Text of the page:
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Top POEMs of 2017: Screening

Top 20 POEMs of 2017

Two Questions Effective in Identifying Patients Who are Not Depressed

Clinical question
Can two questions screen for depression in older adults?

Bottom line
The Two-Question Screen for depression is recommended by the United Kingdom's National Institute for Health and Care Excellence and consists of 2 written questions: (1) In the past month, have you been troubled by feeling down, depressed or hopeless? and (2) In the past month, have you experienced little interest or pleasure in doing things? If both answers are "no," these questions are good at quickly ruling out depression (sensitivity 92%), but if either answer is "yes," more patient questioning is needed to confirm the diagnosis (specificity 68%). (LOE = 1a)(www.essentialevidenceplus.com)

Reference
Tsoi KK, Chan JY, Hirai HW, Wong SY. Comparison of diagnostic performance of Two-Question Screen and 15 depression screening instruments for older adults: systematic review and meta-analysis. Br J Psychiatry 2017;210(4):255-260.

Study design: Meta-analysis (other)

Funding source: Other

Setting: Various (meta-analysis)

Synopsis
These investigators used several databases to identify a total of 133 studies that evaluated 16 screening instruments for depression in older adults. The study was conducted according to PRISMA standards. Most (80%) of the studies were deemed to be at low risk of bias. Six studies evaluated the Two-Question Screen in 1670 patients (prevalence of depression = 14.3%). The combined sensitivity of Two-Question Screen was 91.8% (95% CI 85.2 - 95.6) and the specificity was 67.6% (58.1 - 76.0). There was moderate heterogeneity among the sensitivity results and substantial heterogeneity among specificity results. In other words, the 2 questions are good at ruling out depression in older patients but further questioning is needed to confirm depression. The performance of the Two-Question Screen is similar to other screening tests, though no studies have directly compared them.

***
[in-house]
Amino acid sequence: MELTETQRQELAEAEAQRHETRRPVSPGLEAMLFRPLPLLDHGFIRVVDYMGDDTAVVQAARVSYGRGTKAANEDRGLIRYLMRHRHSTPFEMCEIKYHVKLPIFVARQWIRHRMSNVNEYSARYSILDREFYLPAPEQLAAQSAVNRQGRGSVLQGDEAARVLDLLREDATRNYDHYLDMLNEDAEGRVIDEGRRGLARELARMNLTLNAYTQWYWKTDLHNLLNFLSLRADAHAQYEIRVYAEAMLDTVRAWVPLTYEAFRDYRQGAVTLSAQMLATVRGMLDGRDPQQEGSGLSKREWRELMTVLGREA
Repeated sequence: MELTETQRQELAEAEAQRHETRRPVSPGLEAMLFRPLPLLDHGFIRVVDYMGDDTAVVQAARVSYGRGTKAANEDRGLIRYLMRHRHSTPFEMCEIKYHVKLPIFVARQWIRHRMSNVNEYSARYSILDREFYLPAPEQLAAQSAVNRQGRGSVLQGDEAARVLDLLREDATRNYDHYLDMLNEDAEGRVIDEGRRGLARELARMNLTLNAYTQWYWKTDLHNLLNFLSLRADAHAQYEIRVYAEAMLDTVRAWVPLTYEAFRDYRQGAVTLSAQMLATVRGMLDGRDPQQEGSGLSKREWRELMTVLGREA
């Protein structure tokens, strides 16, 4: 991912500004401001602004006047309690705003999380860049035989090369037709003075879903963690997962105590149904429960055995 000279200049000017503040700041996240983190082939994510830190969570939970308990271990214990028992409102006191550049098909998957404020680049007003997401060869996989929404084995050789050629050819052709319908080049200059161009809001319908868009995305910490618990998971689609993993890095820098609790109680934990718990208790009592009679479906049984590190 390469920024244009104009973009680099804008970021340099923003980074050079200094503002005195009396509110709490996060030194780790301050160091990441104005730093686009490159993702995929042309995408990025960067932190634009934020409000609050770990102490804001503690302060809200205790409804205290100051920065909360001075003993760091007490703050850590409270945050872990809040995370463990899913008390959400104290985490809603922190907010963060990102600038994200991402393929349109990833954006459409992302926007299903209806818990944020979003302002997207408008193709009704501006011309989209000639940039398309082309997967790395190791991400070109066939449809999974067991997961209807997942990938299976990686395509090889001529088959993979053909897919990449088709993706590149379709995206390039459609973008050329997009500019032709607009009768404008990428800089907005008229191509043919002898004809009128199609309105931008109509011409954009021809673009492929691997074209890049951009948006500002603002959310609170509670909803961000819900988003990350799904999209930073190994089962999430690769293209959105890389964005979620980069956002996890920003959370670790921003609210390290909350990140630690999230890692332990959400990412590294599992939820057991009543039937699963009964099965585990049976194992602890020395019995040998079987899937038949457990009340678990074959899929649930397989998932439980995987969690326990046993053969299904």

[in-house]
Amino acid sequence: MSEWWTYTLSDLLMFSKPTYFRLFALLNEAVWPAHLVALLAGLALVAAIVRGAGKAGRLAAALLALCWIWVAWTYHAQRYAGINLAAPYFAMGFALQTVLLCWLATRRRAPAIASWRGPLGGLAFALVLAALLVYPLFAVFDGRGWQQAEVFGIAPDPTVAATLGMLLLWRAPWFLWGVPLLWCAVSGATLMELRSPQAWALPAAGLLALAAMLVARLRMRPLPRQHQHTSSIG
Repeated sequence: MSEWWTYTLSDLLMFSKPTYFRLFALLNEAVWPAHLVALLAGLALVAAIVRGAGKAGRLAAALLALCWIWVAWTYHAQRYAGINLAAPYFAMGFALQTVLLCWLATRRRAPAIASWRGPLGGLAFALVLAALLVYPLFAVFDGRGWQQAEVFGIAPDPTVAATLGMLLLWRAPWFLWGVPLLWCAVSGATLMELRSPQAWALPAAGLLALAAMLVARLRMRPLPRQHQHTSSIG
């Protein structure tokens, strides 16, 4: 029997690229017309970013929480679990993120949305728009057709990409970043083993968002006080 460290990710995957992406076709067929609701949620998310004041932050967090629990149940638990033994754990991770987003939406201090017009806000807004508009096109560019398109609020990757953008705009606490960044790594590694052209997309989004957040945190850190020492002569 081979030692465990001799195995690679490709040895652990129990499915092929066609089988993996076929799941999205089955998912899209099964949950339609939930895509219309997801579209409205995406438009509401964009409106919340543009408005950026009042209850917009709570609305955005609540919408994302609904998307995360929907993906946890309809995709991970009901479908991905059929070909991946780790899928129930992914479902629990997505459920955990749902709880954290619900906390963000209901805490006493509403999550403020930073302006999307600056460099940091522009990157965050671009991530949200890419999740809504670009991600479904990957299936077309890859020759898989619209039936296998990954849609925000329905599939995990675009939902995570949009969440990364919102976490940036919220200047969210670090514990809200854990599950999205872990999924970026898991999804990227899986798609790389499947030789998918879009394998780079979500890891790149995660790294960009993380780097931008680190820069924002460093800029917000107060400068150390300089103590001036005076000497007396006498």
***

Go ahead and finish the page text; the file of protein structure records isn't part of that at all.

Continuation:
Allen F. Shaughnessy, PharmD, MMedEd
Professor of Family Medicine
Tufts University
Boston, MA

Prostate Cancer Screening: No Mortality Benefit After 15 Years of Follow-Up (PLCO)

Clinical question
Does screening of asymptomatic men for prostate cancer improve mortality?

Bottom line
After nearly 2 decades of follow-up from the Prostate, Lung, Colorectal, and Ovarian (PLCO) Cancer Screening Trial, there appears to be no mortality benefit to screening asymptomatic men for prostate cancer. (LOE = 1b)(www.essentialevidenceplus.com)

Reference
Pinsky PF, Prorok PC, Yu K, et al. Extended mortality results for prostate cancer screening in the PLCO trial with median follow-up of 15 years. Cancer 2017;123(4):592-599.

Study design: Randomized controlled trial (single-blinded)

Funding source: Government

Setting: Population-based

Synopsis
We have previously reported data from the original PLCO study (http://www.essentialevidenceplus.com/content/poem/110501) and its 13-year follow-up (http://www.essentialevidenceplus.com/content/poem/140343). In the original trial, more than 76,000 men between the ages of 55 years and 74 years at 10 centers were randomized to receive prostate cancer screening (annual prostate-specific antigen for 6 years plus digital rectal examination for 4 years) or no scheduled screening. This study reports additional follow-up (up to 19 years; median 15 years). The cumulative prostate cancer mortality rates were virtually identical (4.8 and 4.6 per 10,000 person-years, respectively). Additionally, there was no difference in all-cause mortality between the groups (173 and 177 per 10,000 person-years).